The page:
A new study published in the Health Expectations journal has explored what factors support shared decision making for patients during rehabilitation following severe trauma.
The authors outline that whilst involving patients in decision making is a legal requirement in many countries, associated with better rehabilitation outcomes, it is not easily accomplished during initial inpatient rehabilitation after severe trauma. And that providing medical treatment according to the principles of shared decision making is challenging for persons with spinal cord injury (SCI).
The aim of this study was to retrospectively explore the patients’ views on their participation in decision making during their first inpatient rehabilitation after onset of SCI, in order to optimize treatment concepts.
A total of 22 participants with SCI were interviewed in-depth using a semi-structured interview scheme between 6 months and 35 years post-onset.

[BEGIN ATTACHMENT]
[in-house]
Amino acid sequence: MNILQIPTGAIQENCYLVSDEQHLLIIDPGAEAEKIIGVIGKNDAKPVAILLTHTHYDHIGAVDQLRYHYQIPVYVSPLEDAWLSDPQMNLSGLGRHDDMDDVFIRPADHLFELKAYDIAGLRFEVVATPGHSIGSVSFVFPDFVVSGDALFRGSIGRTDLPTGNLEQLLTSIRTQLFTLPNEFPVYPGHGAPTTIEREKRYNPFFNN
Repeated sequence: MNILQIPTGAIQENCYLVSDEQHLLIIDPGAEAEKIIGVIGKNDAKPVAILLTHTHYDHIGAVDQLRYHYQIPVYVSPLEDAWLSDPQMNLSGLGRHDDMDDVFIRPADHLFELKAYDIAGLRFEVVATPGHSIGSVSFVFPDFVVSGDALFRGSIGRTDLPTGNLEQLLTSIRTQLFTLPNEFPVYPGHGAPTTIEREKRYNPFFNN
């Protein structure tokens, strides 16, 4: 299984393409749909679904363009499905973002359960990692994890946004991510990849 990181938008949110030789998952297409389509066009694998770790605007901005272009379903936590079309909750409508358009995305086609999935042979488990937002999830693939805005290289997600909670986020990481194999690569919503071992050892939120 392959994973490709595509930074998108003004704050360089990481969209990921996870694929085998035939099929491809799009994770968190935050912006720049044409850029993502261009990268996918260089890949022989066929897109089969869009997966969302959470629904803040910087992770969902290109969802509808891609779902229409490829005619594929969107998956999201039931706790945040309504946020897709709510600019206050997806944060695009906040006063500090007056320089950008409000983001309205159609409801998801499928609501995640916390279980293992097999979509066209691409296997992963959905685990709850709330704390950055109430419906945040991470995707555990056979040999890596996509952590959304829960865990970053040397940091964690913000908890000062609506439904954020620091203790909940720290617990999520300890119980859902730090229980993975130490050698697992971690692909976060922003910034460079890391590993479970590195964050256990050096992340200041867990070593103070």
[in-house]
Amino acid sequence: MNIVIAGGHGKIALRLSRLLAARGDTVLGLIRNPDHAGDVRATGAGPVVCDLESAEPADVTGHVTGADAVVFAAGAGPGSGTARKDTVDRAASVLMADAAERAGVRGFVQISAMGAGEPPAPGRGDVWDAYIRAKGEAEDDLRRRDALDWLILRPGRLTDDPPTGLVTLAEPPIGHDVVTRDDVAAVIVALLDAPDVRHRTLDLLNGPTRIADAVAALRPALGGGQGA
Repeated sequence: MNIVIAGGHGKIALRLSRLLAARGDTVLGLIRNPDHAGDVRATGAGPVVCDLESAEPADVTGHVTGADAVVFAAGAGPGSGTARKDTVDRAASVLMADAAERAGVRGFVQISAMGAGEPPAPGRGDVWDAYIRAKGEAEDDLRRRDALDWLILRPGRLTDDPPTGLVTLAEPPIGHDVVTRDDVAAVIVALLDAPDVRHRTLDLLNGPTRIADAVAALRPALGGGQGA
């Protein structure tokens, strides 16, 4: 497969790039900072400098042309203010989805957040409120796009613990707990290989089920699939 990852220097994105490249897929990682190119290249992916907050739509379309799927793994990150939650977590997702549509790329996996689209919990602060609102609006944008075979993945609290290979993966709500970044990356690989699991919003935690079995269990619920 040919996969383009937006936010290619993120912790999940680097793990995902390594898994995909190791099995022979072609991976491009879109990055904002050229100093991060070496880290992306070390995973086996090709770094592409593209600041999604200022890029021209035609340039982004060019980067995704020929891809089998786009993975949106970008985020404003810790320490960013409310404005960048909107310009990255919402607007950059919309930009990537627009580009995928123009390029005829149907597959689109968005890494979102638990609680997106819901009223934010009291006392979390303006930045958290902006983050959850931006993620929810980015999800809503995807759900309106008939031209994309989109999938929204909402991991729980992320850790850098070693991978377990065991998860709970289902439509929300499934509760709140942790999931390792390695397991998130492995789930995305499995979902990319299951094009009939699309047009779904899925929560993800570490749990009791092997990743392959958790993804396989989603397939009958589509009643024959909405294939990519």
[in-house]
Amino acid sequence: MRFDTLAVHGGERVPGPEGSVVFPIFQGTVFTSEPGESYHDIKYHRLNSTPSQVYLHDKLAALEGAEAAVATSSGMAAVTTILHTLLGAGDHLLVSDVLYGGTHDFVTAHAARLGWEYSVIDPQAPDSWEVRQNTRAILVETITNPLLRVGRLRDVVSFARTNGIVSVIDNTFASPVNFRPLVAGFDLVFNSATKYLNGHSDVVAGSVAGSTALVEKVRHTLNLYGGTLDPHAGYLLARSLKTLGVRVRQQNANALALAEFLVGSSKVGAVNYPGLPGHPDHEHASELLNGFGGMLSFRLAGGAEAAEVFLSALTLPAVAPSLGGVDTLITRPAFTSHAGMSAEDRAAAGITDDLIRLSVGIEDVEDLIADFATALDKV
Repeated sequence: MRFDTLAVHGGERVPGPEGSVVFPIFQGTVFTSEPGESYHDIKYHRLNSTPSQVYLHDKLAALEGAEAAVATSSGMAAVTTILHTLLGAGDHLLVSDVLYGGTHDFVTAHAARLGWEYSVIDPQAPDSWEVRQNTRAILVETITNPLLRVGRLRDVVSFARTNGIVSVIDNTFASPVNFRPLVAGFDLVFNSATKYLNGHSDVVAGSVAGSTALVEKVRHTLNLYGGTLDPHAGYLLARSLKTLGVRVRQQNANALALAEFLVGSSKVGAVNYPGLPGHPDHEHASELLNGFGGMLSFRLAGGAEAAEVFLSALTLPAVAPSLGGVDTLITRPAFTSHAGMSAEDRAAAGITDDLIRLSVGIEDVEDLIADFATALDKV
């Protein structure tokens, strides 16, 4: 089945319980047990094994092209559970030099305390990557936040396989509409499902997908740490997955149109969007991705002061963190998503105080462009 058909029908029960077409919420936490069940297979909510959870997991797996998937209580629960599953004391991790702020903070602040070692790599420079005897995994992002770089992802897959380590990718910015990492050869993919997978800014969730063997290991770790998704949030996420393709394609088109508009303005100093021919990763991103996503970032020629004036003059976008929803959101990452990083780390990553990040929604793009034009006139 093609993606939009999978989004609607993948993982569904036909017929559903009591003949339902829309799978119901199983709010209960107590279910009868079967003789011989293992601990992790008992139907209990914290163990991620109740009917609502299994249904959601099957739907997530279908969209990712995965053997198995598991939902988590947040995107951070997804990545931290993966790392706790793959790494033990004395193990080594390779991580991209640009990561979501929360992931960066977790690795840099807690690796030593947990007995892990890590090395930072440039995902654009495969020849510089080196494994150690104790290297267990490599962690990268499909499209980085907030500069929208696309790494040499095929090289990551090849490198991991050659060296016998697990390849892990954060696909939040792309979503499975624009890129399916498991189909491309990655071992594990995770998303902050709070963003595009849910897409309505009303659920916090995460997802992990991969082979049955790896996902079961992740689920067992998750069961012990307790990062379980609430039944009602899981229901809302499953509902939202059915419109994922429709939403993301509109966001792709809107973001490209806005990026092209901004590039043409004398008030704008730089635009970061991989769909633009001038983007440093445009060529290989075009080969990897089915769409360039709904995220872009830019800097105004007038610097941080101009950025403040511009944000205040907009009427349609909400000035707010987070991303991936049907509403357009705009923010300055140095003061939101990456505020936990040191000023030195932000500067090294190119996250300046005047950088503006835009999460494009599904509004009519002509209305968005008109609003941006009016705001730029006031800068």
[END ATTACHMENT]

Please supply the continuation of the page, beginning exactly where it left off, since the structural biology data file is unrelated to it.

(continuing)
Participants experienced a substantially reduced ability to participate in decision making during the early phase after SCI. They perceived physical, psychological and environmental factors to have impacted upon this ability.
Patients mentioned regaining their ability to make decisions was an important goal during their first rehabilitation.
Receiving adequate information in an understandable and personalized way was a prerequisite to achieve this goal.
Other important factors included medical and psychological condition, personal engagement, time and dialogue with peers.
Scheel-Sailer, Anke, Post, Marcel W., Michel, Franz, Weidmann-Hügle, Tatjana, Baumann Hölzle, Ruth
Patients’ views on their decision making during inpatient rehabilitation after newly acquired spinal cord injury— A qualitative interview-based study
Health Expectations, 10.1111/hex.12559